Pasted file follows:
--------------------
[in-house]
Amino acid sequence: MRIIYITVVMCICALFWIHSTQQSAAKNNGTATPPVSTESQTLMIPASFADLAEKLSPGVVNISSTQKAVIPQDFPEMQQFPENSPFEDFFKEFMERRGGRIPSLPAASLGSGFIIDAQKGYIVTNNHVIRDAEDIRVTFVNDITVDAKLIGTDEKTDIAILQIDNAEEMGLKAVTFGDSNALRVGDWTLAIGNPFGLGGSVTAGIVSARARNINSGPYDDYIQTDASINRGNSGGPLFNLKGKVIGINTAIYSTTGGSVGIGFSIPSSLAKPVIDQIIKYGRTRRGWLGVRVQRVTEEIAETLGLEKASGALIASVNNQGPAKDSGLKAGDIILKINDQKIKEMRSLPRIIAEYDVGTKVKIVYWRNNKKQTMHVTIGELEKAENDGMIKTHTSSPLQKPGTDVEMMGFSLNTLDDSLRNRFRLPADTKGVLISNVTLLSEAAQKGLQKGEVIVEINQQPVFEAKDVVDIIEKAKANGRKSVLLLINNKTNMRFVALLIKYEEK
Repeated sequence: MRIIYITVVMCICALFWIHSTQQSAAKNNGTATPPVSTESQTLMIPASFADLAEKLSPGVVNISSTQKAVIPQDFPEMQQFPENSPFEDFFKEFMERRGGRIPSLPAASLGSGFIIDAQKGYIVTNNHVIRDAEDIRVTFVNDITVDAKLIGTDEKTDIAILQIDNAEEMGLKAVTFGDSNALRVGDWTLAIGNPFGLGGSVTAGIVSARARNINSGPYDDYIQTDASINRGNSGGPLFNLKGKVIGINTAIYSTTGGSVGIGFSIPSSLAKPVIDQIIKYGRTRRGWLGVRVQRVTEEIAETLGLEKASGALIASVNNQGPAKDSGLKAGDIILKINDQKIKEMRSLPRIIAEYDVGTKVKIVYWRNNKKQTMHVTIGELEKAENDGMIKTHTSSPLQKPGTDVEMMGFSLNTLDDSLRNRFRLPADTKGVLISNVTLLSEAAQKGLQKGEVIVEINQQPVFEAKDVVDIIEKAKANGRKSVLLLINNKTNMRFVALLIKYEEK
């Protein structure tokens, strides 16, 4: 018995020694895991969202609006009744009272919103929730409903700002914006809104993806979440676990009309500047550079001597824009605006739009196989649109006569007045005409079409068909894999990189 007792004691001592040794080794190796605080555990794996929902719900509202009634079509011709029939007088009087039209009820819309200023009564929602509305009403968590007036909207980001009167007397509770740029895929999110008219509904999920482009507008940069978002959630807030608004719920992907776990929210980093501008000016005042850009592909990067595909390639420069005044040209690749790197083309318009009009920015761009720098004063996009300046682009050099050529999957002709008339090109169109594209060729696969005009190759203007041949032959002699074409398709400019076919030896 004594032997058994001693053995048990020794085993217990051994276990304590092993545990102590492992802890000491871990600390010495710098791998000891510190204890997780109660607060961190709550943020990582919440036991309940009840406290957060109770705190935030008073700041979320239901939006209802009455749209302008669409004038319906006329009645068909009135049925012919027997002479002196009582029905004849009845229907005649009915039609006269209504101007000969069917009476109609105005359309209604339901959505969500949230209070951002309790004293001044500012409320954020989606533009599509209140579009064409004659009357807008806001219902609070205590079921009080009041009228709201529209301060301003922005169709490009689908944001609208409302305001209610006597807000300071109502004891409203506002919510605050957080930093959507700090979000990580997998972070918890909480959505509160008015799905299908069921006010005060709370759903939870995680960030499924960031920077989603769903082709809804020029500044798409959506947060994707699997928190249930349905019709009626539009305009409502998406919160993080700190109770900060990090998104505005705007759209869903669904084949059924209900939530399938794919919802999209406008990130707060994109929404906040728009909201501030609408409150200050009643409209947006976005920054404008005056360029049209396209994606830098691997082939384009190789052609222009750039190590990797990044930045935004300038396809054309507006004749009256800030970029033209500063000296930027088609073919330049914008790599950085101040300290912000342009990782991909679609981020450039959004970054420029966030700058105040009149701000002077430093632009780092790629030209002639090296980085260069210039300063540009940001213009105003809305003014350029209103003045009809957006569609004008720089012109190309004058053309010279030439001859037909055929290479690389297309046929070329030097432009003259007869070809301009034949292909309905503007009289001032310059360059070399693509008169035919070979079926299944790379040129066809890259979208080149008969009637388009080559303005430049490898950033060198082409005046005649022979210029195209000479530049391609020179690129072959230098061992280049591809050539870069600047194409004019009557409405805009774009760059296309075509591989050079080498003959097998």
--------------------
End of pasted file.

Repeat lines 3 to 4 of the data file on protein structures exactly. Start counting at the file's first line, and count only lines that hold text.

Repeated sequence: MRIIYITVVMCICALFWIHSTQQSAAKNNGTATPPVSTESQTLMIPASFADLAEKLSPGVVNISSTQKAVIPQDFPEMQQFPENSPFEDFFKEFMERRGGRIPSLPAASLGSGFIIDAQKGYIVTNNHVIRDAEDIRVTFVNDITVDAKLIGTDEKTDIAILQIDNAEEMGLKAVTFGDSNALRVGDWTLAIGNPFGLGGSVTAGIVSARARNINSGPYDDYIQTDASINRGNSGGPLFNLKGKVIGINTAIYSTTGGSVGIGFSIPSSLAKPVIDQIIKYGRTRRGWLGVRVQRVTEEIAETLGLEKASGALIASVNNQGPAKDSGLKAGDIILKINDQKIKEMRSLPRIIAEYDVGTKVKIVYWRNNKKQTMHVTIGELEKAENDGMIKTHTSSPLQKPGTDVEMMGFSLNTLDDSLRNRFRLPADTKGVLISNVTLLSEAAQKGLQKGEVIVEINQQPVFEAKDVVDIIEKAKANGRKSVLLLINNKTNMRFVALLIKYEEK
């Protein structure tokens, strides 16, 4: 018995020694895991969202609006009744009272919103929730409903700002914006809104993806979440676990009309500047550079001597824009605006739009196989649109006569007045005409079409068909894999990189 007792004691001592040794080794190796605080555990794996929902719900509202009634079509011709029939007088009087039209009820819309200023009564929602509305009403968590007036909207980001009167007397509770740029895929999110008219509904999920482009507008940069978002959630807030608004719920992907776990929210980093501008000016005042850009592909990067595909390639420069005044040209690749790197083309318009009009920015761009720098004063996009300046682009050099050529999957002709008339090109169109594209060729696969005009190759203007041949032959002699074409398709400019076919030896 004594032997058994001693053995048990020794085993217990051994276990304590092993545990102590492992802890000491871990600390010495710098791998000891510190204890997780109660607060961190709550943020990582919440036991309940009840406290957060109770705190935030008073700041979320239901939006209802009455749209302008669409004038319906006329009645068909009135049925012919027997002479002196009582029905004849009845229907005649009915039609006269209504101007000969069917009476109609105005359309209604339901959505969500949230209070951002309790004293001044500012409320954020989606533009599509209140579009064409004659009357807008806001219902609070205590079921009080009041009228709201529209301060301003922005169709490009689908944001609208409302305001209610006597807000300071109502004891409203506002919510605050957080930093959507700090979000990580997998972070918890909480959505509160008015799905299908069921006010005060709370759903939870995680960030499924960031920077989603769903082709809804020029500044798409959506947060994707699997928190249930349905019709009626539009305009409502998406919160993080700190109770900060990090998104505005705007759209869903669904084949059924209900939530399938794919919802999209406008990130707060994109929404906040728009909201501030609408409150200050009643409209947006976005920054404008005056360029049209396209994606830098691997082939384009190789052609222009750039190590990797990044930045935004300038396809054309507006004749009256800030970029033209500063000296930027088609073919330049914008790599950085101040300290912000342009990782991909679609981020450039959004970054420029966030700058105040009149701000002077430093632009780092790629030209002639090296980085260069210039300063540009940001213009105003809305003014350029209103003045009809957006569609004008720089012109190309004058053309010279030439001859037909055929290479690389297309046929070329030097432009003259007869070809301009034949292909309905503007009289001032310059360059070399693509008169035919070979079926299944790379040129066809890259979208080149008969009637388009080559303005430049490898950033060198082409005046005649022979210029195209000479530049391609020179690129072959230098061992280049591809050539870069600047194409004019009557409405805009774009760059296309075509591989050079080498003959097998």